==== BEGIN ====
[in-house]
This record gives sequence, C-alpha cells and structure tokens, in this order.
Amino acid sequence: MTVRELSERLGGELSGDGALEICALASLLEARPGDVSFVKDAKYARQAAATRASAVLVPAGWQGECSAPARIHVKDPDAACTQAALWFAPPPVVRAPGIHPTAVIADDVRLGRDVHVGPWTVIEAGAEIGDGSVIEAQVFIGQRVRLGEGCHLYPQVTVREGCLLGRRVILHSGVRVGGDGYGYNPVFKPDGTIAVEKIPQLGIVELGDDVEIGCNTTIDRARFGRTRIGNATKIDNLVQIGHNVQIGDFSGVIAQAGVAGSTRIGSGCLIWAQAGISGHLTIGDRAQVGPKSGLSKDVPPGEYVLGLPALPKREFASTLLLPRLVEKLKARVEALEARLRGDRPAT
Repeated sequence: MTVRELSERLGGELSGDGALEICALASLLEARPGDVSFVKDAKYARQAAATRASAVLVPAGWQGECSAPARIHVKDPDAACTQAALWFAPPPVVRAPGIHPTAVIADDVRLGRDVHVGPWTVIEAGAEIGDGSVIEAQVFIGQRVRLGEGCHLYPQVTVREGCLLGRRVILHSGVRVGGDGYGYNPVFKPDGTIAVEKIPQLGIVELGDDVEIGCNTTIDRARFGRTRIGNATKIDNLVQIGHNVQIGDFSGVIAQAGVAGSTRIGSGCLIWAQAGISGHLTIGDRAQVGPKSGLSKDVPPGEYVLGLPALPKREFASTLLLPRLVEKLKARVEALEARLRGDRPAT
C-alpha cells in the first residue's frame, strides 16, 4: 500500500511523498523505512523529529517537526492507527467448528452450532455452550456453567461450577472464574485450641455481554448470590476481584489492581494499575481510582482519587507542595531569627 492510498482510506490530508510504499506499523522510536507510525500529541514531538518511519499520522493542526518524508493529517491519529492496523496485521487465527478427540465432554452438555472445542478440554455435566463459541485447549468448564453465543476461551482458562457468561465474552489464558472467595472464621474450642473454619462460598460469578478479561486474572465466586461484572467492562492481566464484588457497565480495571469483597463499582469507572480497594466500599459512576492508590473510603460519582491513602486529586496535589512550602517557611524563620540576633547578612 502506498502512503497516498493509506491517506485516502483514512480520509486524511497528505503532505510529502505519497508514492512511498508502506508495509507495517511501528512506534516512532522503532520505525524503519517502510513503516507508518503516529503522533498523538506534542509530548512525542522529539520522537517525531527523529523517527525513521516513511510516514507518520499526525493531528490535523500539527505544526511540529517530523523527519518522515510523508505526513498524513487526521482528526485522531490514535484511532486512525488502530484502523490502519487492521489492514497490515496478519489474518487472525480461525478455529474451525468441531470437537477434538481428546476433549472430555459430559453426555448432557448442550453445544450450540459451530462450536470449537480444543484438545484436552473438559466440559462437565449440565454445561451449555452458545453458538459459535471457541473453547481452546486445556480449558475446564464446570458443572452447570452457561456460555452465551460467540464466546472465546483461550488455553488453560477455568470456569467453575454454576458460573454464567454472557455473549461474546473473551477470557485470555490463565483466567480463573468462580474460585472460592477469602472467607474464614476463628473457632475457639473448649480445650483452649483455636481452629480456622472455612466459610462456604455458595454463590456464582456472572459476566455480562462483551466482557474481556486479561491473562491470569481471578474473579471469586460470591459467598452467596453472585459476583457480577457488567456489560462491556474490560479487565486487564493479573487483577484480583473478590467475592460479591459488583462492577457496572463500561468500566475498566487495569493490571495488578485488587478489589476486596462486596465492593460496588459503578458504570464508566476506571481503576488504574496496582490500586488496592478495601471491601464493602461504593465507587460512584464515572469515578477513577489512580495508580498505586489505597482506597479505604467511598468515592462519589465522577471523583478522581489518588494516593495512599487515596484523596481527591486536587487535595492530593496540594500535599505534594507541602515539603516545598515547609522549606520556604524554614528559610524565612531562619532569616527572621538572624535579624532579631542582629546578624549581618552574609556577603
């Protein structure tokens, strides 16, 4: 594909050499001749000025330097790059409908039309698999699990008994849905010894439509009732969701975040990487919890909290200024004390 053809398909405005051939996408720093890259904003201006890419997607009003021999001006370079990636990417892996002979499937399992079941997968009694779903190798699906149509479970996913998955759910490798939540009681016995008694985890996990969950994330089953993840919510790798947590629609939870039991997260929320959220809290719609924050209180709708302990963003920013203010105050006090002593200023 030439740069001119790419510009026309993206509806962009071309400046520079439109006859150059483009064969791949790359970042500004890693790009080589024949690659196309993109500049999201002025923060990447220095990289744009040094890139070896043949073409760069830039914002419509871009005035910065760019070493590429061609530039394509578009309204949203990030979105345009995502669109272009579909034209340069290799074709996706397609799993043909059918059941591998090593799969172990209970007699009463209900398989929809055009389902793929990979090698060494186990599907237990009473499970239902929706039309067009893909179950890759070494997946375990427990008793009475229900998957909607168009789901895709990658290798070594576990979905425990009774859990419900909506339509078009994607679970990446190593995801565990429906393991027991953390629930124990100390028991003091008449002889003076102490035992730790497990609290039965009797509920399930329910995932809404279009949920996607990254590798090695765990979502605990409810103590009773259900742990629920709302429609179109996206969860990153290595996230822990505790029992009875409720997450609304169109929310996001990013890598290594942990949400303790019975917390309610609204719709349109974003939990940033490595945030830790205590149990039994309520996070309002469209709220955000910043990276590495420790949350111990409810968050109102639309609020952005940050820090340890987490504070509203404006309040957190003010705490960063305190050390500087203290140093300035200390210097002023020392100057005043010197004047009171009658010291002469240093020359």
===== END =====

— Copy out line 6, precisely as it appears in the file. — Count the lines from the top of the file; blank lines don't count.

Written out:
């Protein structure tokens, strides 16, 4: 594909050499001749000025330097790059409908039309698999699990008994849905010894439509009732969701975040990487919890909290200024004390 053809398909405005051939996408720093890259904003201006890419997607009003021999001006370079990636990417892996002979499937399992079941997968009694779903190798699906149509479970996913998955759910490798939540009681016995008694985890996990969950994330089953993840919510790798947590629609939870039991997260929320959220809290719609924050209180709708302990963003920013203010105050006090002593200023 030439740069001119790419510009026309993206509806962009071309400046520079439109006859150059483009064969791949790359970042500004890693790009080589024949690659196309993109500049999201002025923060990447220095990289744009040094890139070896043949073409760069830039914002419509871009005035910065760019070493590429061609530039394509578009309204949203990030979105345009995502669109272009579909034209340069290799074709996706397609799993043909059918059941591998090593799969172990209970007699009463209900398989929809055009389902793929990979090698060494186990599907237990009473499970239902929706039309067009893909179950890759070494997946375990427990008793009475229900998957909607168009789901895709990658290798070594576990979905425990009774859990419900909506339509078009994607679970990446190593995801565990429906393991027991953390629930124990100390028991003091008449002889003076102490035992730790497990609290039965009797509920399930329910995932809404279009949920996607990254590798090695765990979502605990409810103590009773259900742990629920709302429609179109996206969860990153290595996230822990505790029992009875409720997450609304169109929310996001990013890598290594942990949400303790019975917390309610609204719709349109974003939990940033490595945030830790205590149990039994309520996070309002469209709220955000910043990276590495420790949350111990409810968050109102639309609020952005940050820090340890987490504070509203404006309040957190003010705490960063305190050390500087203290140093300035200390210097002023020392100057005043010197004047009171009658010291002469240093020359």